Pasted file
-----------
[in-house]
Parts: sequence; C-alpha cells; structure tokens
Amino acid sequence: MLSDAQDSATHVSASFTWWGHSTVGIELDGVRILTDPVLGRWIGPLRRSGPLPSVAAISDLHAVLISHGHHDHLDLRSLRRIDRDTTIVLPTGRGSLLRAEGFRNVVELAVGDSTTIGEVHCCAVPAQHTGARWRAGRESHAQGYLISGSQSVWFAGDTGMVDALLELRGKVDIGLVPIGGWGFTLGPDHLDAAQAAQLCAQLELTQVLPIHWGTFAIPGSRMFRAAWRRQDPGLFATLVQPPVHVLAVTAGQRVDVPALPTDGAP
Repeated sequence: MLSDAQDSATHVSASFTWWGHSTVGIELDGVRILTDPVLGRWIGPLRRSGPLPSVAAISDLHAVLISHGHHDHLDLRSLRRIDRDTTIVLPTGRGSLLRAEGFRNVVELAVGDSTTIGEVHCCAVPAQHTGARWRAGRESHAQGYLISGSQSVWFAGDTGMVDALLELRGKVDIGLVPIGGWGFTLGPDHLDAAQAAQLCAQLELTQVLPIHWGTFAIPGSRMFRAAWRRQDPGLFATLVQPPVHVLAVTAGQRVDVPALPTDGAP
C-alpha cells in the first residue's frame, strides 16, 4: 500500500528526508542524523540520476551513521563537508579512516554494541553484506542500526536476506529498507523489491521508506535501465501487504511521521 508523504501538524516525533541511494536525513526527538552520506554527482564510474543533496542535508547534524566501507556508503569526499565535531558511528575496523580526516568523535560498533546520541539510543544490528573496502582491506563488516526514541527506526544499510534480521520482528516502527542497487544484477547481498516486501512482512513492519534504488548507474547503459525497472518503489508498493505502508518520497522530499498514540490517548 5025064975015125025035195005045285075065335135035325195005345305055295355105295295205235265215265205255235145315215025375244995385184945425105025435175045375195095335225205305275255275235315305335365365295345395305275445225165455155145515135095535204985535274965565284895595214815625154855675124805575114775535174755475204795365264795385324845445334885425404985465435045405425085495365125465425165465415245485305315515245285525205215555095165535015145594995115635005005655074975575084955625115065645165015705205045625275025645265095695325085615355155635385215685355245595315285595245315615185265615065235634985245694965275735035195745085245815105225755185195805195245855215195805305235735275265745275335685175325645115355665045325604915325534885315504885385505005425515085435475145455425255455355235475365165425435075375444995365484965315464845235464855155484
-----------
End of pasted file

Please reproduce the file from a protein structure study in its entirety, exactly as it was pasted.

[in-house]
Parts: sequence; C-alpha cells; structure tokens
Amino acid sequence: MLSDAQDSATHVSASFTWWGHSTVGIELDGVRILTDPVLGRWIGPLRRSGPLPSVAAISDLHAVLISHGHHDHLDLRSLRRIDRDTTIVLPTGRGSLLRAEGFRNVVELAVGDSTTIGEVHCCAVPAQHTGARWRAGRESHAQGYLISGSQSVWFAGDTGMVDALLELRGKVDIGLVPIGGWGFTLGPDHLDAAQAAQLCAQLELTQVLPIHWGTFAIPGSRMFRAAWRRQDPGLFATLVQPPVHVLAVTAGQRVDVPALPTDGAP
Repeated sequence: MLSDAQDSATHVSASFTWWGHSTVGIELDGVRILTDPVLGRWIGPLRRSGPLPSVAAISDLHAVLISHGHHDHLDLRSLRRIDRDTTIVLPTGRGSLLRAEGFRNVVELAVGDSTTIGEVHCCAVPAQHTGARWRAGRESHAQGYLISGSQSVWFAGDTGMVDALLELRGKVDIGLVPIGGWGFTLGPDHLDAAQAAQLCAQLELTQVLPIHWGTFAIPGSRMFRAAWRRQDPGLFATLVQPPVHVLAVTAGQRVDVPALPTDGAP
C-alpha cells in the first residue's frame, strides 16, 4: 500500500528526508542524523540520476551513521563537508579512516554494541553484506542500526536476506529498507523489491521508506535501465501487504511521521 508523504501538524516525533541511494536525513526527538552520506554527482564510474543533496542535508547534524566501507556508503569526499565535531558511528575496523580526516568523535560498533546520541539510543544490528573496502582491506563488516526514541527506526544499510534480521520482528516502527542497487544484477547481498516486501512482512513492519534504488548507474547503459525497472518503489508498493505502508518520497522530499498514540490517548 5025064975015125025035195005045285075065335135035325195005345305055295355105295295205235265215265205255235145315215025375244995385184945425105025435175045375195095335225205305275255275235315305335365365295345395305275445225165455155145515135095535204985535274965565284895595214815625154855675124805575114775535174755475204795365264795385324845445334885425404985465435045405425085495365125465425165465415245485305315515245285525205215555095165535015145594995115635005005655074975575084955625115065645165015705205045625275025645265095695325085615355155635385215685355245595315285595245315615185265615065235634985245694965275735035195745085245815105225755185195805195245855215195805305235735275265745275335685175325645115355665045325604915325534885315504885385505005425515085435475145455425255455355235475365165425435075375444995365484965315464845235464855155484